Keep the stories coming, they are great!
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Old 01-12-2015, 16:30   #51
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Re: Why did you run away to sea?

The book..."The Boat Who Wouldn't Float [Farley Mowat]
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Old 01-12-2015, 16:45   #52
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Re: Why did you run away to sea?

I joined the Naval Reserves my Junior Year in High School. Most people who join the Navy end up at sea and that's where I really fell in love with being on the briny blue. The most fun part was getting underway on a Destroyer early in the morning on a flat calm cool sea with a cup of coffee in my hand and watching the bow cut the water and flying fish and porpoise jump and play. Who could resist running away to that?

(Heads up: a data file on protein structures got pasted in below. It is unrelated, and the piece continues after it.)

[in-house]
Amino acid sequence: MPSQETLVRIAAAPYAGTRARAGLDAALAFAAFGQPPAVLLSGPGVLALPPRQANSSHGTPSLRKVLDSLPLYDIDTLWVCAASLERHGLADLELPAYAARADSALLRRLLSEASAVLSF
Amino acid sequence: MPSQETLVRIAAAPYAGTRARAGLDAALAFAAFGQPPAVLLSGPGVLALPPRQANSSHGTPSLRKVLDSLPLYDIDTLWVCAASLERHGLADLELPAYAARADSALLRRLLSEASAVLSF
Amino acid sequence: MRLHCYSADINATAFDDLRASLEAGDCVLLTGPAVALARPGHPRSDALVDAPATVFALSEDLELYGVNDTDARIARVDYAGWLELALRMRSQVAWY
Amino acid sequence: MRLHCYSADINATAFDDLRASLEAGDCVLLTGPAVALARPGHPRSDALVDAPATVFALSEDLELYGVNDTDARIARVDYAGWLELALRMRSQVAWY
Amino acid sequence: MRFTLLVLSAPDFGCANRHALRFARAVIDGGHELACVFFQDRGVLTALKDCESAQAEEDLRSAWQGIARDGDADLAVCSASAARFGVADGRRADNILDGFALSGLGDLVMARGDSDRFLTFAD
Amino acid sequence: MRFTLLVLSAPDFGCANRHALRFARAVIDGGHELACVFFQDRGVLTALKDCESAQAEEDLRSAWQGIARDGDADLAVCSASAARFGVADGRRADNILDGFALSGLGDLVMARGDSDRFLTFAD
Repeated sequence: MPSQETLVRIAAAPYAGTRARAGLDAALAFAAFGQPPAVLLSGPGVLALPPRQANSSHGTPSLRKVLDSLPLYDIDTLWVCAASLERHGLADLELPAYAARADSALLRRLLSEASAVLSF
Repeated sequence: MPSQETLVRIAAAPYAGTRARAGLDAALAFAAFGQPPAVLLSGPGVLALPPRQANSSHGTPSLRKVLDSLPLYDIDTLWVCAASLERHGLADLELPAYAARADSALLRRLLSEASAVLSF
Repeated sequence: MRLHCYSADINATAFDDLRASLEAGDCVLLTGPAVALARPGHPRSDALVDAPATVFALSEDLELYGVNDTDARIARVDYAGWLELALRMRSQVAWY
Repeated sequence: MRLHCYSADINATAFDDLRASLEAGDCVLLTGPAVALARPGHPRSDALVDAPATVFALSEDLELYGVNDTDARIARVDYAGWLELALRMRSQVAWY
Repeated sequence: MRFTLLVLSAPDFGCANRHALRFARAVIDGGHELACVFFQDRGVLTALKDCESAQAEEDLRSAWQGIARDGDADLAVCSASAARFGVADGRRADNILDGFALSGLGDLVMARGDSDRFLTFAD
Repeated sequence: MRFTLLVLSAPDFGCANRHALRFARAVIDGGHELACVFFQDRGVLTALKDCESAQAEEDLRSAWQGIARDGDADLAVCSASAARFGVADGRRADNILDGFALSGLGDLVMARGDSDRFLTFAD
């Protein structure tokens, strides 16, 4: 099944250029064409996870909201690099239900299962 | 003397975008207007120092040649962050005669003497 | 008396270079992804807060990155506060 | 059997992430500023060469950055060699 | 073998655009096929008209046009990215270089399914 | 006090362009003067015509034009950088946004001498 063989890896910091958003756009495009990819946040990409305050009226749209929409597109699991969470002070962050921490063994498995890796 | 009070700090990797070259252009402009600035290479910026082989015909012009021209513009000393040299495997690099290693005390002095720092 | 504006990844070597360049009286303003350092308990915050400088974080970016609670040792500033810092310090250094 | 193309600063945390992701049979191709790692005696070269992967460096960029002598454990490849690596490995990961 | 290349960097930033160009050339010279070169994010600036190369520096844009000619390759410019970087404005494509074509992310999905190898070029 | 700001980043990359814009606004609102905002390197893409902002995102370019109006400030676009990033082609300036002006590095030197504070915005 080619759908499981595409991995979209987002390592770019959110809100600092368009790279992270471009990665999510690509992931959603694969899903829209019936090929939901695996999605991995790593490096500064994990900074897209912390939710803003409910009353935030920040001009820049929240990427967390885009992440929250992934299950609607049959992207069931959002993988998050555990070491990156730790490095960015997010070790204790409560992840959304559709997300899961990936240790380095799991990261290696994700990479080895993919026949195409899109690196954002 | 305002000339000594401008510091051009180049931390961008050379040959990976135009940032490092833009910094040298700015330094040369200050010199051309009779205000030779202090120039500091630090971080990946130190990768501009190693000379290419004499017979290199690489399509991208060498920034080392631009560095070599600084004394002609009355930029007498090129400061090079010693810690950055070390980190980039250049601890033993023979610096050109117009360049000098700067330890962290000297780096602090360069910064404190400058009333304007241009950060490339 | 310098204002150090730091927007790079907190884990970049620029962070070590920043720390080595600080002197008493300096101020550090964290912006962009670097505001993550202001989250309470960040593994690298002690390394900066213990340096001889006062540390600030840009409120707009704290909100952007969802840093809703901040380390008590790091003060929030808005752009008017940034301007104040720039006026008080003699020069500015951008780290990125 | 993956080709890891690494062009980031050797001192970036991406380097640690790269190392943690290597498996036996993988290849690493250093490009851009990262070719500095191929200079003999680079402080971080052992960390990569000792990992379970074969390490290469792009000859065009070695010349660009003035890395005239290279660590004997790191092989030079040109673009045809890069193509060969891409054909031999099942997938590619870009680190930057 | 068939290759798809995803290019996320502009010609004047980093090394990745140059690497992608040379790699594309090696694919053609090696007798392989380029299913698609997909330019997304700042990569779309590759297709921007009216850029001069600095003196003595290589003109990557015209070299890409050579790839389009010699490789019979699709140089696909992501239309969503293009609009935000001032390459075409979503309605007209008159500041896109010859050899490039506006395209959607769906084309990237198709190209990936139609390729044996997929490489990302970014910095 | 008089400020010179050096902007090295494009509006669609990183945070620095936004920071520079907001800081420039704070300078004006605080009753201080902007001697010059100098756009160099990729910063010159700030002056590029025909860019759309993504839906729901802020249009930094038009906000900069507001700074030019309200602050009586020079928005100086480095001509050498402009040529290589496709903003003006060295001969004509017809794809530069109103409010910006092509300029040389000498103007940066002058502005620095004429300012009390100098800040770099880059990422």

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Old 01-12-2015, 17:18   #53
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Re: Why did you run away to sea?

Ocean cruising: a study of affirmative deviance - Murdoch Research Repository

GordMay turned me onto this a few months back. It's a doctoral thesis about the psychology of cruisers. It has a lot of insights and a lot of pages, around 400 lol.

I'm new to sailing but I'm attracted to it for the sense of freedom, adventure, travel and honestly I'm a little disillusioned with land life and western consumerism. I'm 33 yo and ready for something different. Whether you say I'm running away or running towards something it's really just semantics and it doesn't hold a lot of clout IMO.

It is a different type of person who can sell everything, buy a boat and sail off to the sunset. It is an unusual type of person who can leave friends and pull up roots having nothing to look forward to except the unknown. Mike Riley